Digital Marketing Consultant - Good Stuff Communications

How We Wrecked The Ocean

This talk underscores the systemic damage that we have done to the ocean. The oil spill is an example of the destruction we have wrought, but it’s only one example. It’s the one that we are focusing on (rightfully so), but it is merely the latest in a series of harmful things that we have done. We simply cannot simply continue treating the environment as though the resources we can extract are limitless. They most certainly are not. Food for thought.

3 Responses to How We Wrecked The Ocean

  1. What a powerful series you've put together here, Zack. I wanted to leave a few (but lengthy) comments.

    1. We consumers have some power to change this – buy sustainably caught fish! Keep this list in your wallet and shop responsibly: http://www.fishonline.org/information/MCSPocket

    2. I thought it might be worth looking at some successful efforts to fixing these problems. Here are two:
    a. Conservation efforts do work. Here is an article about the rebounding blue whale population in the BBC: http://news.bbc.co.uk/2/hi/science_and_environm….
    b. People are starting to look at some more systemic solutions. Here is an article about the success of some marine reserves and how they are looking at creating networks and involving stakeholders to increase the impact of these reserves on the health of the oceans: http://www.sciencedaily.com/releases/2010/02/10….

    3. I am amazed by how those people manage to sustain themselves while they devote their lives to finding solutions to the seemingly hopeless plight of the oceans and all that live in it. I am already overcome with sadness and desperation after hearing just 20-minute snippets of what they know.

    4. Here's another movie about pollock in the Bering Sea: http://vimeo.com/2506485

  2. Thanks Myra!

    Great resources. I hadn't seen the sustainable fishing list – I don't eat much fish, but if I did, I would put it in my wallet!

    It would be interesting to learn more about why the blue whales are rebounding – sometimes “protection” doesn't result in the species beginning to thrive again. I am, no matter how it is happening, glad to see that blue whales are increasing in number.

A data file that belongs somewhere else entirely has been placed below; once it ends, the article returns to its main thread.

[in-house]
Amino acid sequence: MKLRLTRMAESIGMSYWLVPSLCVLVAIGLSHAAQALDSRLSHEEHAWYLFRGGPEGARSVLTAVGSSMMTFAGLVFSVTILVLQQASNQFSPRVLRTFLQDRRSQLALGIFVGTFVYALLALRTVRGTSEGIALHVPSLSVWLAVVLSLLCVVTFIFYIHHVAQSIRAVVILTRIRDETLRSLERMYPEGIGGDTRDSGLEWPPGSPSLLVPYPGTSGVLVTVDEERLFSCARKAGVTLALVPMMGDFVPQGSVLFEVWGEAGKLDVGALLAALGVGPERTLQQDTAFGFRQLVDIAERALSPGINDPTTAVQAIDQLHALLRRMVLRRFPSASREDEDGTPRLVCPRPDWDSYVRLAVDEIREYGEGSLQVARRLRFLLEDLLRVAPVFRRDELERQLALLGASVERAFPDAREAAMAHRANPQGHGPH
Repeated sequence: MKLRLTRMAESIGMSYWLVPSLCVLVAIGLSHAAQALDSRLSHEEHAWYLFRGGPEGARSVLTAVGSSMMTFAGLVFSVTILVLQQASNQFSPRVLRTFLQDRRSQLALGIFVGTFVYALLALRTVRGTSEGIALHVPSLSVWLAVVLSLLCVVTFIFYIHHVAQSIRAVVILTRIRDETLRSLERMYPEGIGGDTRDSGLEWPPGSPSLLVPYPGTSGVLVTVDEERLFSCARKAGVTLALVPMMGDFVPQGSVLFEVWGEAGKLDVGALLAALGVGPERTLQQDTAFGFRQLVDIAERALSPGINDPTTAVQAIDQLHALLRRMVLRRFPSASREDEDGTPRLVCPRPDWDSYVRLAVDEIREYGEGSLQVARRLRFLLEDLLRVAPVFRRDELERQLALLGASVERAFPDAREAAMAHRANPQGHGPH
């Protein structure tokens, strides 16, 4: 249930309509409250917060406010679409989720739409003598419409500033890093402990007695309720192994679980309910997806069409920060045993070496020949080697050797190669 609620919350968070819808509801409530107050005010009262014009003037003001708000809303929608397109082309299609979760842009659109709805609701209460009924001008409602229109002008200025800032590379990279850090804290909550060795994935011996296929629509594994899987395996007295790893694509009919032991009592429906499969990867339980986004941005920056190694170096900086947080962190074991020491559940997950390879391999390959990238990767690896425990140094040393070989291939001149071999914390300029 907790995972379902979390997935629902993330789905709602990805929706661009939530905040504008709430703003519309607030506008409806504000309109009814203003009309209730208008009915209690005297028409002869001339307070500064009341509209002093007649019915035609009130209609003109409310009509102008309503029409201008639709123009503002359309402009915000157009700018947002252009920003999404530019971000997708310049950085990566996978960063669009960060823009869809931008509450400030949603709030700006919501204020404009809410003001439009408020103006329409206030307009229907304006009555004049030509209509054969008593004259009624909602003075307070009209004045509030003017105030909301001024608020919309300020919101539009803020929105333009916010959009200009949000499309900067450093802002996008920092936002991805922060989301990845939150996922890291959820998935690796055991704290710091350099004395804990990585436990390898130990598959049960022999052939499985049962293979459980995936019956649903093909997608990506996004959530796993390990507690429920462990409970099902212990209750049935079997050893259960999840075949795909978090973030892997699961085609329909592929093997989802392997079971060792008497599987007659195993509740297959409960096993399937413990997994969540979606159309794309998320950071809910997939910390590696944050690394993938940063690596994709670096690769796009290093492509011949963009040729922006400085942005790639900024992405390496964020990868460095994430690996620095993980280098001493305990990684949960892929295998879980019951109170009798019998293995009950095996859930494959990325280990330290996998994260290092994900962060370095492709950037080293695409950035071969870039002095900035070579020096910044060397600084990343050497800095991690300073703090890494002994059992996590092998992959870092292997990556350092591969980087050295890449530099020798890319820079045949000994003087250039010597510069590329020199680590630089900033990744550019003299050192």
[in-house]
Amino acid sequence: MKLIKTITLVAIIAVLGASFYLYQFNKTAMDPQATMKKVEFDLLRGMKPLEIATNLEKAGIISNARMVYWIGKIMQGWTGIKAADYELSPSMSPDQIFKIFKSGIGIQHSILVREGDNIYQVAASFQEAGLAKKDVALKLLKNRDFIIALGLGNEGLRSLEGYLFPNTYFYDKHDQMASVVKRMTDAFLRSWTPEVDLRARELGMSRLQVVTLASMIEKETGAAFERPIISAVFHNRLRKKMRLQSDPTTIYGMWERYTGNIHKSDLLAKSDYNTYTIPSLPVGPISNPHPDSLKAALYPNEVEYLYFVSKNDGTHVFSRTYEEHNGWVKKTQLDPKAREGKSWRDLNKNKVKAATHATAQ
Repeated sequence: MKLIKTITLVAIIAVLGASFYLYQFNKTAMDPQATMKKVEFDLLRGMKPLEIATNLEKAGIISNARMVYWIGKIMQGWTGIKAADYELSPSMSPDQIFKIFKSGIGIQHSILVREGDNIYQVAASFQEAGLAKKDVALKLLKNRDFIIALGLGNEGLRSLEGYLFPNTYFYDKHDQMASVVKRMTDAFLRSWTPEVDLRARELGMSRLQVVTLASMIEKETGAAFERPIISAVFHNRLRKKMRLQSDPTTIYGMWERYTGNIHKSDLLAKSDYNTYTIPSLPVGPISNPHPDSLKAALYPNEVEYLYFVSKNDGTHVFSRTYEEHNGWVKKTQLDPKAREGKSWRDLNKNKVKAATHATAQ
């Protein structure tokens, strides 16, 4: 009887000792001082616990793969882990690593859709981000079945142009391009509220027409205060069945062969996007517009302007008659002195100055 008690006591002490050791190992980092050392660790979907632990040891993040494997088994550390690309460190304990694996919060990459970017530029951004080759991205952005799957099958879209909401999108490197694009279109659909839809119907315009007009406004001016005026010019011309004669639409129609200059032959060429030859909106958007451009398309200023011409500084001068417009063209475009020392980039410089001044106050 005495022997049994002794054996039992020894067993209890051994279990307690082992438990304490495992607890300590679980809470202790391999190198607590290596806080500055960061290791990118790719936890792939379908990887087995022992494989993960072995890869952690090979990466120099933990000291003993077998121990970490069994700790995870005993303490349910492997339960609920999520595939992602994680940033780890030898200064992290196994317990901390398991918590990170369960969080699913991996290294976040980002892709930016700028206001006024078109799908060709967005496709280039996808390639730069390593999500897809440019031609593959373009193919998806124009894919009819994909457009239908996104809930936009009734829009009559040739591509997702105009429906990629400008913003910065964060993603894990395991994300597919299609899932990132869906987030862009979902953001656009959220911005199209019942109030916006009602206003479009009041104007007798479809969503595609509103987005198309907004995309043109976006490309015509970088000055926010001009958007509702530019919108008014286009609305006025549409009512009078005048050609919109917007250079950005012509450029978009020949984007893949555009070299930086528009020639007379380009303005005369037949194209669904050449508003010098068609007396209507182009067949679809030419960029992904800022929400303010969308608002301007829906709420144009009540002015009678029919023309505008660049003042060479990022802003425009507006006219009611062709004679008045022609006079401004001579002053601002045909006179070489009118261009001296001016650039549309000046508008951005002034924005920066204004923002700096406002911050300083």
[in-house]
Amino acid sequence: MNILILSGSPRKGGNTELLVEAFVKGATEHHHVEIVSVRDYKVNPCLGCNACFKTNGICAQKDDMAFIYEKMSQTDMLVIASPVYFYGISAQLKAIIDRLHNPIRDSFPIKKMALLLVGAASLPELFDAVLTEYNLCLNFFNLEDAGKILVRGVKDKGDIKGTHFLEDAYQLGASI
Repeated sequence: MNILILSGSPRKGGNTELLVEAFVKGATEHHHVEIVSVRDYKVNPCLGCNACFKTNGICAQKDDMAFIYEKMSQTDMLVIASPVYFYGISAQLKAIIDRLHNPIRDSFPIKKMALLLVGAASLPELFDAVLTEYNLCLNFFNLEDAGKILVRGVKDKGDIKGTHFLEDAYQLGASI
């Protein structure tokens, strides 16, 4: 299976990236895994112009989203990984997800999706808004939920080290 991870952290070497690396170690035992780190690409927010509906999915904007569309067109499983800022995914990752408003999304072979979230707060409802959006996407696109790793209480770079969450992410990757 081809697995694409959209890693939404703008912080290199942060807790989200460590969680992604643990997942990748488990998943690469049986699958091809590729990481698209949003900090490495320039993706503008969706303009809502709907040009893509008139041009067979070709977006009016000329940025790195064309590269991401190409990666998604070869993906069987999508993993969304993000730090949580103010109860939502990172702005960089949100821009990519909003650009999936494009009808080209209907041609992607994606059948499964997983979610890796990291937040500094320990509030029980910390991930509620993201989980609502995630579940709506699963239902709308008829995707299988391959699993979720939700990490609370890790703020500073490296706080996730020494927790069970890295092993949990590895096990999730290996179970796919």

The approach outlined in the Science Daily article that you shared seems to be the only way that we can truly begin to repair the damage we have done – slowly, collaboratively, and systemically.

    I hear you on being overcome with emotion, it is pretty depressing. The elephant in the room (as always) is our population size and treating our ecosystem resources (like fish) as though they are limitless.

    I recommend The Cove for more sobering oceanic reality. It's a film about the whaling and dolphin industry in Japan. It is pretty shocking, but also worth watching to be aware of the impact of our need to watch whales and dolphins in captivity.

  3. Thanks Myra!

    Great resources. I hadn't seen the sustainable fishing list – I don't eat much fish, but if I did, I would put it in my wallet!

    It would be interesting to learn more about why the blue whales are rebounding – sometimes “protection” doesn't result in the species beginning to thrive again. I am, no matter how it is happening, glad to see that blue whales are increasing in number.

    The approach outlined in the Science Daily article that you shared seems to be the only way that we can truly begin to repair the damage we have done – slowly, collaboratively, and systemically.

    I hear you on being overcome with emotion, it is pretty depressing. The elephant in the room (as always) is our population size and treating our ecosystem resources (like fish) as though they are limitless.

    I recommend The Cove for more sobering oceanic reality. It's a film about the whaling and dolphin industry in Japan. It is pretty shocking, but also worth watching to be aware of the impact of our need to watch whales and dolphins in captivity.

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